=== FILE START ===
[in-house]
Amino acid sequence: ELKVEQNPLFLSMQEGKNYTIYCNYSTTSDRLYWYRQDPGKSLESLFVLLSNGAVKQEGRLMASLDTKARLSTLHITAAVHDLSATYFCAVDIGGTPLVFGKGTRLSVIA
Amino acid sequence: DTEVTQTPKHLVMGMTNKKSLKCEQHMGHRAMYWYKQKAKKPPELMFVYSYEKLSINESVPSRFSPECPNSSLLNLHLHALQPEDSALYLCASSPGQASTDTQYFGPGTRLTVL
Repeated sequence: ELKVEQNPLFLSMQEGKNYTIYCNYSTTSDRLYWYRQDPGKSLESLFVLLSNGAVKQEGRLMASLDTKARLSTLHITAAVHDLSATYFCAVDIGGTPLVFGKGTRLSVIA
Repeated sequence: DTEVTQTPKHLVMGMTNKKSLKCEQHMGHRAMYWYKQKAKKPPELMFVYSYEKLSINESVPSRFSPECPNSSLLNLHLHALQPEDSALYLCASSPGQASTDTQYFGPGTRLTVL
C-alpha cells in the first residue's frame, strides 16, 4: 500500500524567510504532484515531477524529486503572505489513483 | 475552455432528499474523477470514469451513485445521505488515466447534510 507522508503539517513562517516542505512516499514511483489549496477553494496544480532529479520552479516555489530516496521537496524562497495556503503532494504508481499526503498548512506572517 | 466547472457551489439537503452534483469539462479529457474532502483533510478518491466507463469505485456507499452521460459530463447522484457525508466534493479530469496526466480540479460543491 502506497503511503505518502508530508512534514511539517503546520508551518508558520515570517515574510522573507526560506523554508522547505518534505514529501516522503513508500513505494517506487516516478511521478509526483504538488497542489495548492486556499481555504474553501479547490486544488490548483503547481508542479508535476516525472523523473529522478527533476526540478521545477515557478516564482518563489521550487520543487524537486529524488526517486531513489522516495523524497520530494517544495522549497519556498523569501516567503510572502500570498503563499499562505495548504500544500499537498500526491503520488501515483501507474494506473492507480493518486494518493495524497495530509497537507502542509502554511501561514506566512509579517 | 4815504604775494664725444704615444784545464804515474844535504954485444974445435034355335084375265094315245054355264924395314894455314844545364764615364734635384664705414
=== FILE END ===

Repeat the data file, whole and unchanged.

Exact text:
[in-house]
Amino acid sequence: ELKVEQNPLFLSMQEGKNYTIYCNYSTTSDRLYWYRQDPGKSLESLFVLLSNGAVKQEGRLMASLDTKARLSTLHITAAVHDLSATYFCAVDIGGTPLVFGKGTRLSVIA
Amino acid sequence: DTEVTQTPKHLVMGMTNKKSLKCEQHMGHRAMYWYKQKAKKPPELMFVYSYEKLSINESVPSRFSPECPNSSLLNLHLHALQPEDSALYLCASSPGQASTDTQYFGPGTRLTVL
Repeated sequence: ELKVEQNPLFLSMQEGKNYTIYCNYSTTSDRLYWYRQDPGKSLESLFVLLSNGAVKQEGRLMASLDTKARLSTLHITAAVHDLSATYFCAVDIGGTPLVFGKGTRLSVIA
Repeated sequence: DTEVTQTPKHLVMGMTNKKSLKCEQHMGHRAMYWYKQKAKKPPELMFVYSYEKLSINESVPSRFSPECPNSSLLNLHLHALQPEDSALYLCASSPGQASTDTQYFGPGTRLTVL
C-alpha cells in the first residue's frame, strides 16, 4: 500500500524567510504532484515531477524529486503572505489513483 | 475552455432528499474523477470514469451513485445521505488515466447534510 507522508503539517513562517516542505512516499514511483489549496477553494496544480532529479520552479516555489530516496521537496524562497495556503503532494504508481499526503498548512506572517 | 466547472457551489439537503452534483469539462479529457474532502483533510478518491466507463469505485456507499452521460459530463447522484457525508466534493479530469496526466480540479460543491 502506497503511503505518502508530508512534514511539517503546520508551518508558520515570517515574510522573507526560506523554508522547505518534505514529501516522503513508500513505494517506487516516478511521478509526483504538488497542489495548492486556499481555504474553501479547490486544488490548483503547481508542479508535476516525472523523473529522478527533476526540478521545477515557478516564482518563489521550487520543487524537486529524488526517486531513489522516495523524497520530494517544495522549497519556498523569501516567503510572502500570498503563499499562505495548504500544500499537498500526491503520488501515483501507474494506473492507480493518486494518493495524497495530509497537507502542509502554511501561514506566512509579517 | 4815504604775494664725444704615444784545464804515474844535504954485444974445435034355335084375265094315245054355264924395314894455314844545364764615364734635384664705414